[Air-L] New research report by Christian Fuchs about the polticial economy of the European communications surveillance industry: "Implications of Deep Packet Inspection (DPI) Internet Surveillance for Society"
christian.fuchs at uti.at
Sat Jul 14 03:27:33 PDT 2012
Fuchs, Christian. 2012. Implications of Deep Packet Inspection (DPI)
Internet Surveillance for Society. The Privacy & Security-Research Paper
Series, edited by Emilio Mordini and Christian Fuchs. ISSN 2270-7467.
Research Paper Number 1. EU FP7 project “PACT – Public Perception of
Security and Privacy: Assessing Knowledge, Collecting Evidence,
Translating Research into Action“. 125 pages.
Internet surveillance technologies have recently received attention when
it became public that Western security companies exported such equipment
to countries like Syria, Libya, Iran, Egypt or Bahrain, where they seem
to have been used for repression agaisnt political activists. This
research report focuses on the analysis of the political economy of one
such communications surveillance technology - Deep Packet Inspection
(DPI). It analyses societal implications of DPI Deep Packet Inspection
(DPI) surveillance technologies are communications surveillance tools
that are able to monitor the traffic of network data that is sent over
the Internet at all seven layers of the OSI Reference Model of Internet
communication, which includes the surveillance of content data.
The analysis presented in this paper is based on product sheets,
self-descriptions, and product presentations by 20 European security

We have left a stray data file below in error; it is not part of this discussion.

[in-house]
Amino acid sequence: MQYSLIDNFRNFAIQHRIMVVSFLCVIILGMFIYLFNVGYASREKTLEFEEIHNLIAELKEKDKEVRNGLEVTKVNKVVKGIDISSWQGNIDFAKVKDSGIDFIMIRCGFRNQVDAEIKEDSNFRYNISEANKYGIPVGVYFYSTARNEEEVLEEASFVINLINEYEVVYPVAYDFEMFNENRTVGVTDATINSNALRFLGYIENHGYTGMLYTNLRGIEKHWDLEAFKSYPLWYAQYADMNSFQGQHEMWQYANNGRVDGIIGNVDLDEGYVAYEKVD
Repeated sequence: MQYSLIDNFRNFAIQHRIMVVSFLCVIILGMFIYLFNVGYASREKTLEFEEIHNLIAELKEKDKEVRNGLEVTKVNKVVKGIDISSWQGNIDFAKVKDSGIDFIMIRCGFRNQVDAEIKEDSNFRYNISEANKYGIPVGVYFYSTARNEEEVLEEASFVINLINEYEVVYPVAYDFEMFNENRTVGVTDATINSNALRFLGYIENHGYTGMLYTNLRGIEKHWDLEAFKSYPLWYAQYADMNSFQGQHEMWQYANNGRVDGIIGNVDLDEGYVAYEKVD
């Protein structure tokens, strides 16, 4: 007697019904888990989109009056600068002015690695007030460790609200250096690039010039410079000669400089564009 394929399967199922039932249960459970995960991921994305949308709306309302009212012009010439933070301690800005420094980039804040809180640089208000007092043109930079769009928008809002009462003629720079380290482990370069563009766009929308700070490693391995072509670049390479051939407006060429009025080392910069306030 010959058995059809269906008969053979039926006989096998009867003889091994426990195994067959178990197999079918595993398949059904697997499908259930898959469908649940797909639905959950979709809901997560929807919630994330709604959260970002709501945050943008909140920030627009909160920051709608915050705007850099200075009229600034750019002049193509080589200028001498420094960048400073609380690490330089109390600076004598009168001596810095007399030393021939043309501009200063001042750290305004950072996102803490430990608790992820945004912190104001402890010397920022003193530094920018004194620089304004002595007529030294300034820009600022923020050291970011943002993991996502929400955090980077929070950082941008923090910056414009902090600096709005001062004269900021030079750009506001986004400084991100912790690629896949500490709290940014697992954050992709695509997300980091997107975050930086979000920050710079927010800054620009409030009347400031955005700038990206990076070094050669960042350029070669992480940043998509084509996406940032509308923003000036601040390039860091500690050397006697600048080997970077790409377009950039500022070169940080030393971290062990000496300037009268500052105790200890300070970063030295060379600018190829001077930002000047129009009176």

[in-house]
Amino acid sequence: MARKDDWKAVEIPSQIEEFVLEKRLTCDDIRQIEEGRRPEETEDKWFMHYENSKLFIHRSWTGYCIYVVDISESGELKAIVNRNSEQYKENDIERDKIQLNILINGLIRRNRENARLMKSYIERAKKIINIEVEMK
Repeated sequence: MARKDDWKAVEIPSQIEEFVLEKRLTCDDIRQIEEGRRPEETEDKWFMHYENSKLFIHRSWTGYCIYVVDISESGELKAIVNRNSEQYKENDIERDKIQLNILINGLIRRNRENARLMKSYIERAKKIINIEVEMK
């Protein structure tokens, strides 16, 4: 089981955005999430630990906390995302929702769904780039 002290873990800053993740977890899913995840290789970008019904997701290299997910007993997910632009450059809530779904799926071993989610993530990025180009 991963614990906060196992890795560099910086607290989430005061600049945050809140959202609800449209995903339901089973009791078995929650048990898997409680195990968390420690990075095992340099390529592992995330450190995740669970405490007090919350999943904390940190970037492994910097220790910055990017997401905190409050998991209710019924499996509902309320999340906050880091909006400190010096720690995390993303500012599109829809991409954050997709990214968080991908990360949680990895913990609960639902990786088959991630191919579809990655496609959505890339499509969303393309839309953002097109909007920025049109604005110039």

technology companies that produce and sell DPI technologies. For each
company, we have conducted a document analysis of the available files.
It focused on the four following aspects:
1) Description and use of the Internet surveillance technologies that
are produced and sold.
2) The self-description of the company.
3) The explanation of the relevance of Internet surveillance, i.e. why
the company thinks it is important that it produces and sells such
4) A documentation of what the company says about opportunities and
problems that can arise in the context of Internet surveillance.
The assessment of societal implications of DPI is based on opinions of
security industry representatives, scholars, and privacy advocates that
were voiced in white papers, tech reports, research reports, on
websites, in press releases, and in news media.
The results can be summarized in the form of several impact dimensions:
1. Potential advantages of DPI
2. Net neutrality
3. The power of Internet Service Providers (ISPs) for undermining users’
4. Potential function creep of DPI surveillance
5. Targeted advertising
6. The surveillance of file sharers
7. Political repression and social discrimination
The conducted analysis of Deep Packet Inspection (DPI) technologies
shows that there is a variety of potential impacts of this technology on
society. A general conclusion is that for understanding new surveillance
technologies, we do not only need privacy and data protection
assessments, but broader societal and ethical impact assessments that
take into account the political economy of the security-industrial complex.
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